Xenophon’s Hellenika, the primary source for the events of the final seven years and aftermath of the Peloponnesian War, covers the period between 411 and 362 B.C.E.. It was a particularly dramatic period during which the alliances among Athens, Sparta, Thebes, and Persia were shifting. Together with the volumes of Herodotus and Thucydides, it completes an ancient narrative of the military and political history of classical Greece.
Xenophon was an Athenian citizen who participated in the expedition of Cyrus the Younger against Cyrus’ brother the Persian King Artaxerxes II. Later he joined the Spartan army and hence was exiled from Athens. In addition to the Hellenika, a number of his essays have survived, including one on his memories of his teacher, Socrates.
This rich book is beautifully illustrated, heavily annotated and filled with detailed, clear maps.
According to the editors this edition gives us a new, authoritative, and completely accessible translation – carried out by John Marincola with a comprehensive introduction by David Thomas- with sixteen appendixes written by leading classics scholars (all British and Americans!) and an extensive timeline/chronology to clarify this otherwise confusing period. Unlike other editions of the Hellenika, it also includes the relevant texts of Diodorus Siculus and the Oxyrhynchus Historian, with explanatory footnotes and a table that correlates passages of the three works, which is perhaps crucial to an assessment of Xenophon’s and quality as a historian.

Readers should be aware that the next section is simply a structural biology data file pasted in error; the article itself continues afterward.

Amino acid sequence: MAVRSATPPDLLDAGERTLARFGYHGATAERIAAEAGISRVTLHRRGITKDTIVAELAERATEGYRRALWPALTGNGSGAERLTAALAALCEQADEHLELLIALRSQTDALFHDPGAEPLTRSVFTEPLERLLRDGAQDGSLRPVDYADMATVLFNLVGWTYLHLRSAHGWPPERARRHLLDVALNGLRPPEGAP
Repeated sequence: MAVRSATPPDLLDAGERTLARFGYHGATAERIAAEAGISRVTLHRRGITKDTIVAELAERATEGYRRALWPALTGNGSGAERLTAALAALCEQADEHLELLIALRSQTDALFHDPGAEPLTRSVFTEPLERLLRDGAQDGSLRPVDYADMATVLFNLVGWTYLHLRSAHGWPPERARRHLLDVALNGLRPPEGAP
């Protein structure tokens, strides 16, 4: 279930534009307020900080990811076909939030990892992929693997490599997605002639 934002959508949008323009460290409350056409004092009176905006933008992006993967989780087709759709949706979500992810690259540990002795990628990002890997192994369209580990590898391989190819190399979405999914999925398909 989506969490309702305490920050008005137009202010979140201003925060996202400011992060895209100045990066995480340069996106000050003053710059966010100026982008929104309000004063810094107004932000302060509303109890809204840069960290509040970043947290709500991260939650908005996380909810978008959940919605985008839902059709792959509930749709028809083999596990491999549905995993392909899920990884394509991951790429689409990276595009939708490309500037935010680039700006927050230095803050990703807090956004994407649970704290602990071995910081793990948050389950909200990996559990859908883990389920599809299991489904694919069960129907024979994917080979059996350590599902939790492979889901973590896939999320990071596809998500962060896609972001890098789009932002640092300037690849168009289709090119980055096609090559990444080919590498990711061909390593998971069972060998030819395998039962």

This is indeed a lavish edition but it is a pity that such a great occasion has been wasted making it not such a ‘Landmark’ as it is claimed, for there are two big flaws in it.
-The first is that there are no bibliographic notes about past editions; about the origins of the manuscripts, their collation and where and when they first went into print as incunables.
-The second is that Xenophon was not a Kentucky citizen but he was rather a classical Athenians positively biased towards Sparta. Fact is that this book is totally devoid of textual interpretations coming from French, Germans, Italians and Greeks historians.
This is evident looking at page 521 with the ‘Bibliography for the General Reader’. Where we find 2 and half pages long list of essays and books divided into 6 sub-sections. All the quoted works are British and American, save for a French essay on Diodorus Siculus by M. Bonnet, translated into English.